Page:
Why did two U.S. B-52 bombers fly from North Dakota to the Persian Gulf last weekend?

Most likely, it was a warning to Iran: don’t build nuclear weapons and don’t attack U.S. troops.

But will Iran listen?

The two B-52H bombers belonging to the U.S. Air Force’s 5th Bomb Wing took off from Minot Air Force Base, North Dakota, on November 21st. They were quickly detected by aircraft spotter enthusiasts who used the aircrafts’ Automatic Dependent Surveillance-Broadcast (ADS-B) transponders to track their movements.

The bombers, call signs Warbird1 and Warbird 2, were tracked crossing the Atlantic, flying past Gibraltar to the Eastern Mediterranean, then passing over central Israel north of Jerusalem, according to the Aircraft Spots site on Twitter. Tracking was lost as the aircraft crossed into Jordanian airspace and then continued on to the Persian Gulf, before being re-detected on the return flight over the Atlantic west of Spain. With the Persian Gulf more than 7,000 miles from North Dakota, the non-stop flight meant the B-52s – originally designed as intercontinental bombers in the 1950s – were in the air at least 24 hours.

A press release by U.S. Central Command (CENTCOM), which covers the Middle East, said the “short-notice, long-range mission” was intended to “deter aggression and reassure U.S. partners and allies.”

“The non-stop mission demonstrates the U.S. military’s ability to deploy combat airpower anywhere in the world on short notice and integrate into CENTCOM operations to help preserve regional stability and security,” CENTCOM said. What the bombers actually did during the mission, and what their armament was, is unclear: the CENTCOM announcement merely noted that the B-52s worked with Air Force Central Command (AFCENT) air operations centers, F-15E and F-16 warplanes, and KC-10 and KC-135 tankers.

Interestingly, the final sentence in the CENTCOM press release blandly stated that the “last U.S. long-range bomber presence in the Middle East was in early 2020.” While the Air Force periodically dispatches long-range Bomber Task Force missions as show-the-flag operations, the question is why fly heavy bombers – and fly them so publicly — on Iran’s border now?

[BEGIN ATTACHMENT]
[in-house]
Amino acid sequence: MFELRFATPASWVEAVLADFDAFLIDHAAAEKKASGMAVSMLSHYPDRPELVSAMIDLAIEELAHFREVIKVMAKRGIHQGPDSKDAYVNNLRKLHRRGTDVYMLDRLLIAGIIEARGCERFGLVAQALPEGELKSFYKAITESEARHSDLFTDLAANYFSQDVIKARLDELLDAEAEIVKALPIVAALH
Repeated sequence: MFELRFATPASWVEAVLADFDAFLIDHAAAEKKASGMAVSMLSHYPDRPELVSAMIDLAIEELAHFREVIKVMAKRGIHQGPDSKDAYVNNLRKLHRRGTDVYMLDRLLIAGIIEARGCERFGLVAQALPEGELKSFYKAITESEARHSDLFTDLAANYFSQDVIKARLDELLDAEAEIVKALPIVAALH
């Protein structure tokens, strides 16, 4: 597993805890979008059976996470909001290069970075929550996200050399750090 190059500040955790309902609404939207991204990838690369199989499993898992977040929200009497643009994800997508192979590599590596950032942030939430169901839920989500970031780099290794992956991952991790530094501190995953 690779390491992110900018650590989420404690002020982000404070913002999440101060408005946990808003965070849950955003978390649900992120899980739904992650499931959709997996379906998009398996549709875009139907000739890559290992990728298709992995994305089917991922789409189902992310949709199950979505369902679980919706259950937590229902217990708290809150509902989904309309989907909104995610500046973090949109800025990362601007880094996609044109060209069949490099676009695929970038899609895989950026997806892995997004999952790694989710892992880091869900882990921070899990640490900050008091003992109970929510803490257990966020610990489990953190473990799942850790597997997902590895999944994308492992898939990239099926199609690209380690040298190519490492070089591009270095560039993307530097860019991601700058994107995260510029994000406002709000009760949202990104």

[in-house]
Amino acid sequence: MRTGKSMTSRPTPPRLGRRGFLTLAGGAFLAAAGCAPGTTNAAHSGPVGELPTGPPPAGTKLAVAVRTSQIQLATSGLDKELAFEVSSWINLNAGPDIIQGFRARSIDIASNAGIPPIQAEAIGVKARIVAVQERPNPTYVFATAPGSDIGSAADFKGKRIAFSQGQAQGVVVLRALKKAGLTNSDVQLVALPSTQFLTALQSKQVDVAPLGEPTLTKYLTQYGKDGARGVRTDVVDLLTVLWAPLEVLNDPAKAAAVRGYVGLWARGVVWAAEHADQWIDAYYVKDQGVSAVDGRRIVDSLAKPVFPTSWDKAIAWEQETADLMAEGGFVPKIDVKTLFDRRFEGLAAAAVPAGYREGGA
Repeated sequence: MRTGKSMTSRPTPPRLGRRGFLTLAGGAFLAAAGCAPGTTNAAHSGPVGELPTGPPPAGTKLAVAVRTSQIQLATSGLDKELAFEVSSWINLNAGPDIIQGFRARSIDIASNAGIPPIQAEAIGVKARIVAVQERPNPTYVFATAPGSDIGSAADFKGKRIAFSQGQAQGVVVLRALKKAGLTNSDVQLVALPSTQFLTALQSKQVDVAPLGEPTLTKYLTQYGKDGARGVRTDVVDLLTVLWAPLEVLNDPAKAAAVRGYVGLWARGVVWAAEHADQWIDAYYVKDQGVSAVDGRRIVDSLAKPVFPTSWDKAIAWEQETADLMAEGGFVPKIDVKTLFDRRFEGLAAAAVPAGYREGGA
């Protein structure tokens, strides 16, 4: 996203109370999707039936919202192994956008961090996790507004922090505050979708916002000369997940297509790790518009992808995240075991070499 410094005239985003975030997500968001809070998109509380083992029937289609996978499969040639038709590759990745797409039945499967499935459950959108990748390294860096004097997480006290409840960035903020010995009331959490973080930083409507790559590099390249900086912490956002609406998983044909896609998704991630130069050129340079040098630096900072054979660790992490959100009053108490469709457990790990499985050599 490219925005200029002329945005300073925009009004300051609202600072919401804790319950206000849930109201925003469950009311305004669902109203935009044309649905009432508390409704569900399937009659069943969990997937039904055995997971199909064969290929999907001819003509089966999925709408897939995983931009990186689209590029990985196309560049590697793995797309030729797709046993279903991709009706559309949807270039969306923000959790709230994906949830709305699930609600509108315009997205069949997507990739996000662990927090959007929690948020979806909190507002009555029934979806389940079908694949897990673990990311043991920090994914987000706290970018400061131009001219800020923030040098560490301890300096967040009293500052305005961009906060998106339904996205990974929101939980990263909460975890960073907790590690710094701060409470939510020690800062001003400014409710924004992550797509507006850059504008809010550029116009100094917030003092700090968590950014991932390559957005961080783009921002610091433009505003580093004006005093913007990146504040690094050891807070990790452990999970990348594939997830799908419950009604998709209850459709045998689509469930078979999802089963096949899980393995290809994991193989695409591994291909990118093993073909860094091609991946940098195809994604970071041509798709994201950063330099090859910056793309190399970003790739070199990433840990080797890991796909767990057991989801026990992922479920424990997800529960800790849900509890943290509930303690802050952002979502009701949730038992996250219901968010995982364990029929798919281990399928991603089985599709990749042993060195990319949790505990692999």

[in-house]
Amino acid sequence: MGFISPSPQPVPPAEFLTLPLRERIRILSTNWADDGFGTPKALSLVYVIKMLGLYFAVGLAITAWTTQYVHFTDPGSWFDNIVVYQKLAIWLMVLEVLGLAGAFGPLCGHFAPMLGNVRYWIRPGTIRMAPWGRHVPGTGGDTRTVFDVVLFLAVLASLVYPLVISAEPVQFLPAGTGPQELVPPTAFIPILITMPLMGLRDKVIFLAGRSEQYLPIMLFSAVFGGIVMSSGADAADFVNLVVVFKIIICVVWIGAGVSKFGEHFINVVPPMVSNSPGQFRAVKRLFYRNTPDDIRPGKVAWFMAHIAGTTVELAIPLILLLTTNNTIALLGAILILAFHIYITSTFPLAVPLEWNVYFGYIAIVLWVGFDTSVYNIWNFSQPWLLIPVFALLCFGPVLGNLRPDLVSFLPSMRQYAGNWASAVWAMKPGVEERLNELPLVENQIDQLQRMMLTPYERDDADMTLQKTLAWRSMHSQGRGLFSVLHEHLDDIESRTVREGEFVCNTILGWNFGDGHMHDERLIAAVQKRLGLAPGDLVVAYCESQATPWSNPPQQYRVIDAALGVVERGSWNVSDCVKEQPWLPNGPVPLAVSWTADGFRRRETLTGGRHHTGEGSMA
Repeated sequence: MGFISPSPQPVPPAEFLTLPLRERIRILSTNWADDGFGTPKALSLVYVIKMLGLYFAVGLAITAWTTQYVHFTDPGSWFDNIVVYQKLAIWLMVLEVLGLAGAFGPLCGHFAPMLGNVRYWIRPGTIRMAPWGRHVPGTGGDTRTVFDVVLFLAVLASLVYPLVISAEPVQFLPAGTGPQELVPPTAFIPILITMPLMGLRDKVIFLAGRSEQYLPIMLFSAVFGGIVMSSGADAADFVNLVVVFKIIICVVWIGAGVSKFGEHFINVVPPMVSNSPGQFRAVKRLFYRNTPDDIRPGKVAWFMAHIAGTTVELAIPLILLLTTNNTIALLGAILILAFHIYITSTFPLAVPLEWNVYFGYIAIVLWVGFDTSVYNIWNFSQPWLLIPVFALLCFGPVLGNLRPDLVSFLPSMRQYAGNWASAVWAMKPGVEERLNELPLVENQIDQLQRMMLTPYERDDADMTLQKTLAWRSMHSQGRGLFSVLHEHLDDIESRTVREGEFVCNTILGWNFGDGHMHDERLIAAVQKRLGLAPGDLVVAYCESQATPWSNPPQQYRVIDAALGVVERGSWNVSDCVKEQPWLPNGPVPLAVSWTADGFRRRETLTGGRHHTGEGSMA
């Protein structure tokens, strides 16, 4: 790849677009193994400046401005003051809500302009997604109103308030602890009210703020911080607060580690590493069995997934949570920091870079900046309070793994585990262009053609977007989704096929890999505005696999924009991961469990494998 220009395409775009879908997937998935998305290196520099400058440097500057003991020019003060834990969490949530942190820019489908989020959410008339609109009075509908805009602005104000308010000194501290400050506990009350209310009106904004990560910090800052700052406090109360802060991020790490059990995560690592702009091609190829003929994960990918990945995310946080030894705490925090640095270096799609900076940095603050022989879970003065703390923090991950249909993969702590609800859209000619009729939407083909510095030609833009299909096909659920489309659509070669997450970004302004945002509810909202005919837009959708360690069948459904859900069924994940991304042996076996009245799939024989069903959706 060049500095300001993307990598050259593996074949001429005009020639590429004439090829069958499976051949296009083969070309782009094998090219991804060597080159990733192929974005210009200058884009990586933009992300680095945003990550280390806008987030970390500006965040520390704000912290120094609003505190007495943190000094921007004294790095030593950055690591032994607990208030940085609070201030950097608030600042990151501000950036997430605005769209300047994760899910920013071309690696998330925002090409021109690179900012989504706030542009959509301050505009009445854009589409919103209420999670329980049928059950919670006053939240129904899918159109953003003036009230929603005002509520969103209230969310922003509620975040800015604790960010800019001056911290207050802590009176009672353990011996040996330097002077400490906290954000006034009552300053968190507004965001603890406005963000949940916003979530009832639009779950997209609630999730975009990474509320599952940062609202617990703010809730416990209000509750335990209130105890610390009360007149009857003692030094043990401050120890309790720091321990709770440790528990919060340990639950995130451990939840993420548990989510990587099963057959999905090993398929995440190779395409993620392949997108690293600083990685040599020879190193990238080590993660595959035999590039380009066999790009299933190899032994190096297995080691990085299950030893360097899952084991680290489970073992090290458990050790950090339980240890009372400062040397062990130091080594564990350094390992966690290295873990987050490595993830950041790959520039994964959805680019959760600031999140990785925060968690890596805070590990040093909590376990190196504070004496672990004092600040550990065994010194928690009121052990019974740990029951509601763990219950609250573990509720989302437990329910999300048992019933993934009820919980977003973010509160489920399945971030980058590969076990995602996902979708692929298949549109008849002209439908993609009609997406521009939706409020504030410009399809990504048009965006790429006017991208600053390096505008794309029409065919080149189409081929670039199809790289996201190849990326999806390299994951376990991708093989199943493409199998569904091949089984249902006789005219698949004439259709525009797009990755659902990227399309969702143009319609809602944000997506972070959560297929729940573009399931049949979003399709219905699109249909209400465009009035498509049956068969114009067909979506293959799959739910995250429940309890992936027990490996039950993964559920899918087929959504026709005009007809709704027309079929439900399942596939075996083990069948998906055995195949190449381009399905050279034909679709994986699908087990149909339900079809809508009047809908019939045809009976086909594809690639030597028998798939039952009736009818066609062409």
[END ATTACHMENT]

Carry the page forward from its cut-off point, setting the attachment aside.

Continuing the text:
The answer almost certainly is that the B-52s were intended as a warning to Iran. Last week, the New York Times reported that President Trump had asked his advisers for options regarding U.S. strikes against Iranian nuclear facilities. Trump’s query reportedly came after the International Atomic Energy Agency concluded that Iran has increased its stockpile of nuclear material in the wake of the Trump administration’s withdrawal from a multinational nuclear agreement negotiated by the Obama White House. Meanwhile, on November 17, Iranian-backed militias in Iraq fired rockets that landed near the U.S. embassy in Baghdad’s Green Zone.

It appears less than coincidental that the B-52 flew over Israel and Jordan – two key American allies in the Middle East – before continuing to the Persian Gulf and Iran’s border. “Although B-52s can be tracked online quite often, the fact that the WARBIRD 1 and 2 flights were visible on the most popular flight tracking websites seems to prove the mission was a clear show of force against Iran,” noted the Aviationist Web site.

However, the question remains: what exactly will the B-52 flights accomplish? The U.S. already maintains considerable forces near Iran’s borders, which have included Air Force F-15s based in Saudi Arabia and Jordan, one or two Navy aircraft carriers in the Persian Gulf, as well as Marine amphibious units and various special forces. U.S. troops also operate in Iraq, Syria and Afghanistan.

Despite all this military might, and the crippling economic effects of U.S. sanctions and the coronavirus pandemic, Iran continues to expand its nuclear program and to develop other weapons, such as ballistic missiles. A few B-52s won’t change that equation, even if armed with nuclear weapons that at best would be perceived as nothing more than a colossal bluff.

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